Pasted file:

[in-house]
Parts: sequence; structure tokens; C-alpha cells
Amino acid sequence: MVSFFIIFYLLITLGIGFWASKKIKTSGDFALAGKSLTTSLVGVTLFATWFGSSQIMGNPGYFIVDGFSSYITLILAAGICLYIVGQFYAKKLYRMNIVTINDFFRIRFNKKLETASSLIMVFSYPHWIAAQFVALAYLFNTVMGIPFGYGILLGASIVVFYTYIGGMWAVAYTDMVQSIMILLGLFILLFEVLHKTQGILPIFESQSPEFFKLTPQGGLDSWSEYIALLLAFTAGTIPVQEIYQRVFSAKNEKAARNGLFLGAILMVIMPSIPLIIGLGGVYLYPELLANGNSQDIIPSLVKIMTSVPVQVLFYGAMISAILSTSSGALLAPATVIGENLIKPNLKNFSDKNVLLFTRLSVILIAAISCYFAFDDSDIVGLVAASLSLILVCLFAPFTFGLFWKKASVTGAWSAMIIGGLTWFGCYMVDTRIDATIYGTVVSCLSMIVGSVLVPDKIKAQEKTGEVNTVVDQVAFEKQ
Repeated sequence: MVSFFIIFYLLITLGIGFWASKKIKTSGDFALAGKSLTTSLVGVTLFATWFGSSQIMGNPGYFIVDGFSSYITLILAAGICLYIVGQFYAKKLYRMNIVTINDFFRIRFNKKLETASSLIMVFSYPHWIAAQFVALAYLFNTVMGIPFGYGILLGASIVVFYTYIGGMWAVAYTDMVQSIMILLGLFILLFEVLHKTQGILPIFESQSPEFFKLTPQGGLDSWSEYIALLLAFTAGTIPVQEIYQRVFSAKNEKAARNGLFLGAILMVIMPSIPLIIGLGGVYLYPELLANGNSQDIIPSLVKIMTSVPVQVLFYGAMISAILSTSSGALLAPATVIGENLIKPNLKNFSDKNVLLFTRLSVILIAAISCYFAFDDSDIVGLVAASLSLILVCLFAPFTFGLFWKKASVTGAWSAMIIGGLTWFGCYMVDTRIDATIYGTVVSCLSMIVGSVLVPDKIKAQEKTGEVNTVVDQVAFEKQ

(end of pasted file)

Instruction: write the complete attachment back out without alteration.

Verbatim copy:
[in-house]
Parts: sequence; structure tokens; C-alpha cells
Amino acid sequence: MVSFFIIFYLLITLGIGFWASKKIKTSGDFALAGKSLTTSLVGVTLFATWFGSSQIMGNPGYFIVDGFSSYITLILAAGICLYIVGQFYAKKLYRMNIVTINDFFRIRFNKKLETASSLIMVFSYPHWIAAQFVALAYLFNTVMGIPFGYGILLGASIVVFYTYIGGMWAVAYTDMVQSIMILLGLFILLFEVLHKTQGILPIFESQSPEFFKLTPQGGLDSWSEYIALLLAFTAGTIPVQEIYQRVFSAKNEKAARNGLFLGAILMVIMPSIPLIIGLGGVYLYPELLANGNSQDIIPSLVKIMTSVPVQVLFYGAMISAILSTSSGALLAPATVIGENLIKPNLKNFSDKNVLLFTRLSVILIAAISCYFAFDDSDIVGLVAASLSLILVCLFAPFTFGLFWKKASVTGAWSAMIIGGLTWFGCYMVDTRIDATIYGTVVSCLSMIVGSVLVPDKIKAQEKTGEVNTVVDQVAFEKQ
Repeated sequence: MVSFFIIFYLLITLGIGFWASKKIKTSGDFALAGKSLTTSLVGVTLFATWFGSSQIMGNPGYFIVDGFSSYITLILAAGICLYIVGQFYAKKLYRMNIVTINDFFRIRFNKKLETASSLIMVFSYPHWIAAQFVALAYLFNTVMGIPFGYGILLGASIVVFYTYIGGMWAVAYTDMVQSIMILLGLFILLFEVLHKTQGILPIFESQSPEFFKLTPQGGLDSWSEYIALLLAFTAGTIPVQEIYQRVFSAKNEKAARNGLFLGAILMVIMPSIPLIIGLGGVYLYPELLANGNSQDIIPSLVKIMTSVPVQVLFYGAMISAILSTSSGALLAPATVIGENLIKPNLKNFSDKNVLLFTRLSVILIAAISCYFAFDDSDIVGLVAASLSLILVCLFAPFTFGLFWKKASVTGAWSAMIIGGLTWFGCYMVDTRIDATIYGTVVSCLSMIVGSVLVPDKIKAQEKTGEVNTVVDQVAFEKQ